The Magic of Online Music Streaming — Nobody Gets Paid

Moneybox
A blog about business and economics.
Jan. 29 2013 9:12 AM

The Magic of Online Music Streaming — Nobody Gets Paid

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Spotify's founder and CEO Daniel Elk speaks at a Spotify event on Dec. 6, 2012 in New York City

Photo by Spencer Platt/Getty Images

After years of bad legal music options versus the bounty of illicit downloads, online streaming music services have created a consumer paradise. With Spotify, Rdio (my favorite) or Pandora you can listen to all the music you want for little-to-no money and extraordinary convenience. It's like magic. It almost seems too good to be true.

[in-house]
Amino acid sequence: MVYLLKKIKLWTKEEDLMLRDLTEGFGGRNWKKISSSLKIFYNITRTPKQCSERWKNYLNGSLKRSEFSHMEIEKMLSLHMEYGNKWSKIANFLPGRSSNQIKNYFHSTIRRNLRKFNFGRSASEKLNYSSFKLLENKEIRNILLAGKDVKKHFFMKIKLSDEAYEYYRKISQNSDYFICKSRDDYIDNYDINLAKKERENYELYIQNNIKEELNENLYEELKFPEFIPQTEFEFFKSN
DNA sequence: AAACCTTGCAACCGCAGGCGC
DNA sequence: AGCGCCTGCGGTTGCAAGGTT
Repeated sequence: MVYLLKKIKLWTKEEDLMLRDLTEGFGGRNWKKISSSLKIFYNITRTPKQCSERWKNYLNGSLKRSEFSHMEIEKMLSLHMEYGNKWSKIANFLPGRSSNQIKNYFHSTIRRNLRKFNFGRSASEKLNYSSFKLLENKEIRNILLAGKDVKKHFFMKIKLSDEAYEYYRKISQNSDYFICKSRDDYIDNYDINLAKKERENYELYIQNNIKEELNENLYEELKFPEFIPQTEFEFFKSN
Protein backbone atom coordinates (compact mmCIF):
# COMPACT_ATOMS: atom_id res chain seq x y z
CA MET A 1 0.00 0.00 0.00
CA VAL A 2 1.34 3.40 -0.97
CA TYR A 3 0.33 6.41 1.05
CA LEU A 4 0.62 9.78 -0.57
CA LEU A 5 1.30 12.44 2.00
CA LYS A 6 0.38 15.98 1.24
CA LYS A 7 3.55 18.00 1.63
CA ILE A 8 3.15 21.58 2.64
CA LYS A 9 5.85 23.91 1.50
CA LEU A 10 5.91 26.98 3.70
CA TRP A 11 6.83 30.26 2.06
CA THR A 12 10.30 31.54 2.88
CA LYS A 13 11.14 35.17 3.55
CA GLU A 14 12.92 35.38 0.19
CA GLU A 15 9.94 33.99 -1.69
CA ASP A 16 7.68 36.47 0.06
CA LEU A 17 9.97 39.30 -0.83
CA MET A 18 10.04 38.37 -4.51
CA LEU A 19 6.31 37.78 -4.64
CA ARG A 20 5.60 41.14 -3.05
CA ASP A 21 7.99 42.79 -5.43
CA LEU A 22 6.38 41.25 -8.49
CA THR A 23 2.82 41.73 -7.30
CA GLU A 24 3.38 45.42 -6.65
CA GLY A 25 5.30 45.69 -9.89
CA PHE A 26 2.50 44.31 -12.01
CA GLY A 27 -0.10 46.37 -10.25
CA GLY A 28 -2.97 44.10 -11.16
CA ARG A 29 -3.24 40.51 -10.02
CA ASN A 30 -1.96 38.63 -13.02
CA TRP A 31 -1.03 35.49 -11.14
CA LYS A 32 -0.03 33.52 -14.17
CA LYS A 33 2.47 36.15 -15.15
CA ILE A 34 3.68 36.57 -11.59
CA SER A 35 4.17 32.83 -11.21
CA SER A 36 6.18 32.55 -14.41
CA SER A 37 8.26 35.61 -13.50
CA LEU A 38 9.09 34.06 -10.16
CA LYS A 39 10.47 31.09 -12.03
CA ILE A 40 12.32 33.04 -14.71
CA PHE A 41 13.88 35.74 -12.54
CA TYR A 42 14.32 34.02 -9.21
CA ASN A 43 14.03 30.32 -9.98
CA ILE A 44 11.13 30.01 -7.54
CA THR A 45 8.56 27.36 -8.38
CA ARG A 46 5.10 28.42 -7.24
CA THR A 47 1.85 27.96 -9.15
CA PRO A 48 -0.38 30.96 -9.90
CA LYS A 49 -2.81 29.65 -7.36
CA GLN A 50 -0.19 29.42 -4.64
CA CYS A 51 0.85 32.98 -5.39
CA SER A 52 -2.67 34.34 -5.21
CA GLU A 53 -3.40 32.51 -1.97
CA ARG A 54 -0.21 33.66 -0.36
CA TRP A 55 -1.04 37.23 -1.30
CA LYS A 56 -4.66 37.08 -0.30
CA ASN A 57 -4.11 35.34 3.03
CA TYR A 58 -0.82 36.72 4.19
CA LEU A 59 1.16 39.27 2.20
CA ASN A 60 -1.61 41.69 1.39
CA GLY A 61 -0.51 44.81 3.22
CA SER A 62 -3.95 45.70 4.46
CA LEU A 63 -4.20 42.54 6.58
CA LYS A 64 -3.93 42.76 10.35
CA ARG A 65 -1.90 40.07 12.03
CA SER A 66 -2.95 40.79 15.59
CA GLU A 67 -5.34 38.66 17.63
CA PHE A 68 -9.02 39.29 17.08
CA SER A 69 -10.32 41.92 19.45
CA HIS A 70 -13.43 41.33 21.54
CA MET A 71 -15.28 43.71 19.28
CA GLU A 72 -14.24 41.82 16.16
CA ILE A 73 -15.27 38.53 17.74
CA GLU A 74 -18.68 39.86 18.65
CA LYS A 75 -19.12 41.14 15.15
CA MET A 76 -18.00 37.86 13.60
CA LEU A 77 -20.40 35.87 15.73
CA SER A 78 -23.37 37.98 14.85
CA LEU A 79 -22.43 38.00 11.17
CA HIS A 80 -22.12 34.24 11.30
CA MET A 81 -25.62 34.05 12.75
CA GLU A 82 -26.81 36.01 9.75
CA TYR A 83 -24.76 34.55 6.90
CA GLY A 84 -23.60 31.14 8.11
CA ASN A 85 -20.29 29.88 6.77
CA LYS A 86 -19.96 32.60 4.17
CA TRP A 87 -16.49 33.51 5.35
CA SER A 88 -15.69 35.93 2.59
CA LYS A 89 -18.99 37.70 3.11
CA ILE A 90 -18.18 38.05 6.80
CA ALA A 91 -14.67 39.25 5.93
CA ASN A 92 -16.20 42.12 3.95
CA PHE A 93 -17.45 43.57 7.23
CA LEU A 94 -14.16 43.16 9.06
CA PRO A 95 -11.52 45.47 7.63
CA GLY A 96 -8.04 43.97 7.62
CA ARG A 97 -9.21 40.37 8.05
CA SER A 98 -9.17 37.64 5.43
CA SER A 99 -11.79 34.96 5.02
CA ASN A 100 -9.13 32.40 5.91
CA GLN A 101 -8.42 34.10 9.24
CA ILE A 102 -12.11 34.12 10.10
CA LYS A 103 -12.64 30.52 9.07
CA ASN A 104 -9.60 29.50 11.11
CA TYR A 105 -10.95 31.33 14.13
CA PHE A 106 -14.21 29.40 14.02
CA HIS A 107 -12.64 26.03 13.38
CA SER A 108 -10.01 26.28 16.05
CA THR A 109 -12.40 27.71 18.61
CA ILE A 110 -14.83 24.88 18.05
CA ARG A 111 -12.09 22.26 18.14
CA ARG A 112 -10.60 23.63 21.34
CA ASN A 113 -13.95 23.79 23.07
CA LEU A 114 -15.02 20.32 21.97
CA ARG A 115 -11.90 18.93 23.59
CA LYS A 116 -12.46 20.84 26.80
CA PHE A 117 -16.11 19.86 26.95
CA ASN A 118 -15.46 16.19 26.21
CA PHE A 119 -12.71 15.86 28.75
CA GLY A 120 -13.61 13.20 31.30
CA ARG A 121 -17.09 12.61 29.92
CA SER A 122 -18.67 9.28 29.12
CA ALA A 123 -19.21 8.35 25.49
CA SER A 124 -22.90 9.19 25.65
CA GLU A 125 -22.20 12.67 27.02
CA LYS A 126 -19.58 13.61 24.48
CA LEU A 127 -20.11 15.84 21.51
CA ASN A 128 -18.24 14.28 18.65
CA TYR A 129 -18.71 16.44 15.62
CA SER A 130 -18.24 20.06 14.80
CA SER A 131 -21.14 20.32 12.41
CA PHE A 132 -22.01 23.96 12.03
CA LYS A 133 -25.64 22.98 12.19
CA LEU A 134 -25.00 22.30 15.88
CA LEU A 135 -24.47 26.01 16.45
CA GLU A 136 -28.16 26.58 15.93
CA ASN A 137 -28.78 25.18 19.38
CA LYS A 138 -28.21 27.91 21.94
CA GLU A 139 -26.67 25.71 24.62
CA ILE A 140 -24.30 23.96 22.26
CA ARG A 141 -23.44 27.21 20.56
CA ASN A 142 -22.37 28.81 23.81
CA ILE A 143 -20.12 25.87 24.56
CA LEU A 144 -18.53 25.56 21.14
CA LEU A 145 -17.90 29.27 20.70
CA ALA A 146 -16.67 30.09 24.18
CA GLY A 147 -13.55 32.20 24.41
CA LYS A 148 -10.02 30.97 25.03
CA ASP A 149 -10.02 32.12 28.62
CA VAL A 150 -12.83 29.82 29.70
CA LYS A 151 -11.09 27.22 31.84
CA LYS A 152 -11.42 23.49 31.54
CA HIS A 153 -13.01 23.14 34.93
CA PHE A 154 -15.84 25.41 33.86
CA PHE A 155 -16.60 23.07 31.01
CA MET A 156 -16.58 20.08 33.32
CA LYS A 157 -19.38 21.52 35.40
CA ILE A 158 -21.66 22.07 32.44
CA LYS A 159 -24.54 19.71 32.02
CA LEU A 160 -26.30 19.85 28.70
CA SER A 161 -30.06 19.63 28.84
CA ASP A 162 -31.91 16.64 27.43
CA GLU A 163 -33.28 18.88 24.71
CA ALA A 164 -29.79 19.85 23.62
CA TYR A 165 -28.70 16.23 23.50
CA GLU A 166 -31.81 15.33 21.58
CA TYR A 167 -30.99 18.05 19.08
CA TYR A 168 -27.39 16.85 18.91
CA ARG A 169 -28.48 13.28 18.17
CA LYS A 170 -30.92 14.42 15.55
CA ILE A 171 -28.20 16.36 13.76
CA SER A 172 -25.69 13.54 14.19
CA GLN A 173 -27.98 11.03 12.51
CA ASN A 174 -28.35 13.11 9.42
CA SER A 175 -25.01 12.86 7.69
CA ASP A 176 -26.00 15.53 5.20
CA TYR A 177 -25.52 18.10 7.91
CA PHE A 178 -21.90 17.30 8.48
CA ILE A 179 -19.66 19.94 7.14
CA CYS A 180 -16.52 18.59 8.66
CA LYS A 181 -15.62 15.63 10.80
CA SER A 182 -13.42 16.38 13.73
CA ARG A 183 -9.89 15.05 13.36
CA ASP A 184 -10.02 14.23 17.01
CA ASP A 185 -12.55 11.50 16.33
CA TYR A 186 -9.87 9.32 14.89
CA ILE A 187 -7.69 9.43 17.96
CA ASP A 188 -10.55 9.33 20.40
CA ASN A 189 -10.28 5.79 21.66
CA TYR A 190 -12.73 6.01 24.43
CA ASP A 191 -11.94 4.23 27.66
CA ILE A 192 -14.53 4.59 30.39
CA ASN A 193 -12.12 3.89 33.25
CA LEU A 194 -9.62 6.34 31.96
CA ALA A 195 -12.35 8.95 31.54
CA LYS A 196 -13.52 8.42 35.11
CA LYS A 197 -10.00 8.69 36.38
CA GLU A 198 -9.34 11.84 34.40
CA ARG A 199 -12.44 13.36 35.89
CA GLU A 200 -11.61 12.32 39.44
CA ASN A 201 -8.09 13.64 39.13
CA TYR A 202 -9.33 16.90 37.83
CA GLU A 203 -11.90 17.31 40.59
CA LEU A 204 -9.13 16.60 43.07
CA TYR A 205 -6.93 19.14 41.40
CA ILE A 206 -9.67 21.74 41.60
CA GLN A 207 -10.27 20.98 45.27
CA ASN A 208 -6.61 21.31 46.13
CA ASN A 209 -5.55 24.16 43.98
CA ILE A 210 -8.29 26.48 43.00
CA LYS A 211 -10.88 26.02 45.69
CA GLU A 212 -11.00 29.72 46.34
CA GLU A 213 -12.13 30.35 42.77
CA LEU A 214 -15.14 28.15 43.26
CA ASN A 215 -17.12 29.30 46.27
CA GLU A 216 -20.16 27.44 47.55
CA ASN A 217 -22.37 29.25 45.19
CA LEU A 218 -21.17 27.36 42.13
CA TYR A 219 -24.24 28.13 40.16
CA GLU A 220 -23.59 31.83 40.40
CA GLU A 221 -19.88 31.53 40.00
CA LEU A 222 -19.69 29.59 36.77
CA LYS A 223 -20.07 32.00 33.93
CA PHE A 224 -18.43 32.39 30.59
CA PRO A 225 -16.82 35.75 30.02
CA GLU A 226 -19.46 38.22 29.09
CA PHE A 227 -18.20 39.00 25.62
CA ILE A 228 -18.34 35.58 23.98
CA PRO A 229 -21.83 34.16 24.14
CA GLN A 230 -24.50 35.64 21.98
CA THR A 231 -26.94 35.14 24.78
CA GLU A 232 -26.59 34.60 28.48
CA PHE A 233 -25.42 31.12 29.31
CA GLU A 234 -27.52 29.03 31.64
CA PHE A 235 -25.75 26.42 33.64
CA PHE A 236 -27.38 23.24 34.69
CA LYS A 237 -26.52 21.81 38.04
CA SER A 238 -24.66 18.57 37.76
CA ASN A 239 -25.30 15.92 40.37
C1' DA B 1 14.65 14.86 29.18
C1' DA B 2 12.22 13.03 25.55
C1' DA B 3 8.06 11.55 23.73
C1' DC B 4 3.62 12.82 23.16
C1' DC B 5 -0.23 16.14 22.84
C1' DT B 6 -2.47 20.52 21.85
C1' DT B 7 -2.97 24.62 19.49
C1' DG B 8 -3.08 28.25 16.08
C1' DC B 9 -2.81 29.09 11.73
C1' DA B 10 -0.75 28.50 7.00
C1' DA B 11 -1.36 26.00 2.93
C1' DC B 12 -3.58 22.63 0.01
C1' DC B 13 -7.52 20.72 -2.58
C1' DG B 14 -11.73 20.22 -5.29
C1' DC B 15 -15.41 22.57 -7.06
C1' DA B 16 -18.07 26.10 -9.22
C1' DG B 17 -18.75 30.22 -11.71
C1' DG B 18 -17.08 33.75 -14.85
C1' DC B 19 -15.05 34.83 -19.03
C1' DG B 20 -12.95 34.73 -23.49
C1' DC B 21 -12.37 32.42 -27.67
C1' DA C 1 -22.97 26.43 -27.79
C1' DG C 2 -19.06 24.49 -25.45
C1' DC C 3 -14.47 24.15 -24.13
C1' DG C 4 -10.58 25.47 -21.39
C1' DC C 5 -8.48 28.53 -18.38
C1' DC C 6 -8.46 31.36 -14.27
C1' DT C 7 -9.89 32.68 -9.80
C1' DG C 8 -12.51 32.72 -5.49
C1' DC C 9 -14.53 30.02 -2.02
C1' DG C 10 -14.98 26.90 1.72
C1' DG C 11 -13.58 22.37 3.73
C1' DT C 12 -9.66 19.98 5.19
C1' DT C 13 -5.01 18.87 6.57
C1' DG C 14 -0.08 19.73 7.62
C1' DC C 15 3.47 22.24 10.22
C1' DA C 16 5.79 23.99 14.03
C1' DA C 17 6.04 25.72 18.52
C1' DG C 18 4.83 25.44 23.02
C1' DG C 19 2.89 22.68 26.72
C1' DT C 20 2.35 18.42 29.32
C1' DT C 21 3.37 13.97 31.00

And as Ben Sisario writes, it basically is too good to be true. These firms kick modest royalties back to the record companies, who kick even more modest royalties back to the artists, who end up with very little money.

That artists aren't making much money shouldn't be enough, as such, to turn people against the services. The reality is that it's always been the case that most musicians earn very meager sums of money. In exchange, you get to do something people generally think is cool and you have a small chance at making tons of money by becoming a superstar. But a question everyone ought to be asking themselves is, given how little money artists make off this paradigm, why are other people making so much? Are record companies really adding meaningful value to this industry trend? Are the streaming services themselves?

Matthew Yglesias is the executive editor of Vox and author of The Rent Is Too Damn High.

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